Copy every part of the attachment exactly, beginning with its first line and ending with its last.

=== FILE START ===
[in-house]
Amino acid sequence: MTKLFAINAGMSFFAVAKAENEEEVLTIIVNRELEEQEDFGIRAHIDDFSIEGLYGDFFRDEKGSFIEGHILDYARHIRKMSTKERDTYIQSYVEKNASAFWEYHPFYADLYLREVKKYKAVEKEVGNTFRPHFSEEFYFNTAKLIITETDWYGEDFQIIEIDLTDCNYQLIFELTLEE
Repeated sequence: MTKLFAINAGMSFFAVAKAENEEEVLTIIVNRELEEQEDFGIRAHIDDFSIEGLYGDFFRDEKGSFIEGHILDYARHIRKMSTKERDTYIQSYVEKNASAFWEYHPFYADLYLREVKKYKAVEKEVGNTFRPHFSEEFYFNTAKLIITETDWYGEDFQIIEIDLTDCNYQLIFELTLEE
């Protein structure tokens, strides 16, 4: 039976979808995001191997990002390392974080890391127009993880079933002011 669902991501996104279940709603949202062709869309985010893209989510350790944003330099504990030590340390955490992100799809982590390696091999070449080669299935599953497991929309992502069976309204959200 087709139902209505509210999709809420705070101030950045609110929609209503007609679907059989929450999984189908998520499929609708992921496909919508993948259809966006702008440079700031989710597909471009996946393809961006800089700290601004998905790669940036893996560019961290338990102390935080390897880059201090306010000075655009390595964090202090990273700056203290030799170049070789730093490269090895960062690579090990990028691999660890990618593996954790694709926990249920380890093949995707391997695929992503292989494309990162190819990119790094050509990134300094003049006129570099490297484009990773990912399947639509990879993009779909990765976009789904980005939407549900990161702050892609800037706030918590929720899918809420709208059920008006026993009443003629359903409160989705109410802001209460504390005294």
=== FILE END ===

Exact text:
[in-house]
Amino acid sequence: MTKLFAINAGMSFFAVAKAENEEEVLTIIVNRELEEQEDFGIRAHIDDFSIEGLYGDFFRDEKGSFIEGHILDYARHIRKMSTKERDTYIQSYVEKNASAFWEYHPFYADLYLREVKKYKAVEKEVGNTFRPHFSEEFYFNTAKLIITETDWYGEDFQIIEIDLTDCNYQLIFELTLEE
Repeated sequence: MTKLFAINAGMSFFAVAKAENEEEVLTIIVNRELEEQEDFGIRAHIDDFSIEGLYGDFFRDEKGSFIEGHILDYARHIRKMSTKERDTYIQSYVEKNASAFWEYHPFYADLYLREVKKYKAVEKEVGNTFRPHFSEEFYFNTAKLIITETDWYGEDFQIIEIDLTDCNYQLIFELTLEE
């Protein structure tokens, strides 16, 4: 039976979808995001191997990002390392974080890391127009993880079933002011 669902991501996104279940709603949202062709869309985010893209989510350790944003330099504990030590340390955490992100799809982590390696091999070449080669299935599953497991929309992502069976309204959200 087709139902209505509210999709809420705070101030950045609110929609209503007609679907059989929450999984189908998520499929609708992921496909919508993948259809966006702008440079700031989710597909471009996946393809961006800089700290601004998905790669940036893996560019961290338990102390935080390897880059201090306010000075655009390595964090202090990273700056203290030799170049070789730093490269090895960062690579090990990028691999660890990618593996954790694709926990249920380890093949995707391997695929992503292989494309990162190819990119790094050509990134300094003049006129570099490297484009990773990912399947639509990879993009779909990765976009789904980005939407549900990161702050892609800037706030918590929720899918809420709208059920008006026993009443003629359903409160989705109410802001209460504390005294």